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Applying to Business School? Revised GRE vs. GMAT: MyGuru's Perspective

Many MBA programs are now accepting the Revised GRE test for admissions.  We recently wrote a post on our blog which covers most of what you’d need to know about the specifics of the revised GRE, in case you’re unfamiliar with it.  In any case, the GMAT has dominated this market for a long time, but this new version of the GRE is making serious inroads.  Fourteen of the top 20 MBA programs accept the GRE for admissions and 3 of the six holdouts in the top 20 accept the GRE for their evening and weekend MBA programs.

So, which test is right for you? Here’s what we’ve been telling students at MyGuru:

    • The obvious answer is that it depends on where you want to go to school. All the top schools accept the GMAT, and it’s unlikely that this will change any time soon. Several top schools – such as Duke, Brigham Young, and Michigan State – only accept the GMAT. Finally, some schools – University of Chicago, Berkeley, and UCLA are prime examples – require the GMAT for their regular full-time programs, and only accept the GRE for part-time admissions.

    • Beyond this it comes down to your individual strengths and weaknesses. All of the MyGuru tutors who have taken both the new GRE and the GMAT find the GMAT to be a more challenging test – especially when it comes to the quantitative section. This is only anecdotal evidence, but our internal stats undermine ETS’s GRE / GMAT conversion chart – when we convert our GRE scores to GMAT, the chart ALWAYS overestimates our actual GMAT scores.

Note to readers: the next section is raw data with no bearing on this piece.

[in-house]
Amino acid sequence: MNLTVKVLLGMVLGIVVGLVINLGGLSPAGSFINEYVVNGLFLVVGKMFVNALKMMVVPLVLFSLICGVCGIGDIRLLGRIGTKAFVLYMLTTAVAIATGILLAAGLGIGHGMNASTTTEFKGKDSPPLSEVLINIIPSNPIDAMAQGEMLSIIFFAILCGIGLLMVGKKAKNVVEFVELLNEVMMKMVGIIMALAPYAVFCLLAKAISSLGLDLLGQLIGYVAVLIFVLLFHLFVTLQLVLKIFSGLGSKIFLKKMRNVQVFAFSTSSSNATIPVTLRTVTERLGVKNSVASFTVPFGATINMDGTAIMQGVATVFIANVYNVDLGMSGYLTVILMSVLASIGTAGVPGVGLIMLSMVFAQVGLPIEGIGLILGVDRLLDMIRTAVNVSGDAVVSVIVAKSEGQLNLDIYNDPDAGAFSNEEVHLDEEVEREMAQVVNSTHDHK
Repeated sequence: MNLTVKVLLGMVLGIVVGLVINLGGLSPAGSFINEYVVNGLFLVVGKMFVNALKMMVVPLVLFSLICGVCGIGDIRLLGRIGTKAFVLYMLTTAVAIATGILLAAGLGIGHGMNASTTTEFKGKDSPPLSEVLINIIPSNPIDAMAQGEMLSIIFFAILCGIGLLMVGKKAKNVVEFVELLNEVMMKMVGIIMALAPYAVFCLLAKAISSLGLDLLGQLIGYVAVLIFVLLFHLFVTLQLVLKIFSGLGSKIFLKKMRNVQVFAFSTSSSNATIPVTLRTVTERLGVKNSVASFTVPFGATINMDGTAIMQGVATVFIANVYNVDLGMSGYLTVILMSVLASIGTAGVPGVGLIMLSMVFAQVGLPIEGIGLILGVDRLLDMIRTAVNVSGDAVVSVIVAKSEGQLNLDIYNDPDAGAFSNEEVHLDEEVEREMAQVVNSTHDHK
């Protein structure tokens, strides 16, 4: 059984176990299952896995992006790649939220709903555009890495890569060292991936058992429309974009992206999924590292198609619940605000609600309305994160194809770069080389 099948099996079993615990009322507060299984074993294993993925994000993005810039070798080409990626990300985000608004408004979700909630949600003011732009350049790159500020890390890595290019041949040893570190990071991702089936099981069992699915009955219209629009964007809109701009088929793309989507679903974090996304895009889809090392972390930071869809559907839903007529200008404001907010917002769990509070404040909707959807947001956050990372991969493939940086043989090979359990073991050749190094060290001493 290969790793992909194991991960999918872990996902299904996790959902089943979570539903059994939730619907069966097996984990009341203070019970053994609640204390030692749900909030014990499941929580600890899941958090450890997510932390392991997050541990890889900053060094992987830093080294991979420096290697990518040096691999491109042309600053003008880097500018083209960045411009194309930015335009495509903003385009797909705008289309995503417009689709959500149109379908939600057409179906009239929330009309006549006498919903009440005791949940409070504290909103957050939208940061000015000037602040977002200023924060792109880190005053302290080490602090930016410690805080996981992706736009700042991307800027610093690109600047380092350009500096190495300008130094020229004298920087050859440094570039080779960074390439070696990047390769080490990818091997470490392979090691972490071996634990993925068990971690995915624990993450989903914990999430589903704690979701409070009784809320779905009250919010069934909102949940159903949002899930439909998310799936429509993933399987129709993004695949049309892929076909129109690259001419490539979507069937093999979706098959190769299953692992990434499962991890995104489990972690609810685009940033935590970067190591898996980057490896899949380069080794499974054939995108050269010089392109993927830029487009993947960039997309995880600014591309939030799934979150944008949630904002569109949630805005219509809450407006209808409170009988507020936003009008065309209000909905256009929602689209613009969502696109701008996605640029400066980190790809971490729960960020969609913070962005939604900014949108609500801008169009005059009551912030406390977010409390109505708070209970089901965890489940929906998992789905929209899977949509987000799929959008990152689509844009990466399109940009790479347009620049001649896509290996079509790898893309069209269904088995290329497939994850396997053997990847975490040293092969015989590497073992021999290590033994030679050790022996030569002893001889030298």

• If you haven’t cracked a math book in a decade, then you should seriously consider the GRE, but there is a lot of work you can do on math fundamentals that will help you with both tests, so it’s not an obvious decision.

    • If you’re a verbal geek, it’s still not an obvious decision: the verbal portion of the GRE shows up as a single score, while the verbal portion of the GMAT is factored into your overall score, and, because GMAT test takers tend to be quant geeks, strong verbal scores can really separate you from the field.

    • If you’re wavering between MBA programs and other graduate degrees, such as public policy, or if you are considering a dual degree, then the GRE is the way to go – why take both tests if you don’t have to.

Interestingly, we’ve worked with a lot of students on GRE prep over the past few years, and only one of these students was using the GRE to apply to business school.  But, it seems to be gaining in popularity at a steady pace.  It’s also important to remember that the conversation about this is ongoing, and is about to get a lot more interesting. The GMAT is changing too in June of 2012. They’re dropping an essay and adding a ‘Integrated Reasoning’ section. This adds a new wrinkle to any decision about which test to take. Stay tuned for updates on the GRE and GMAT.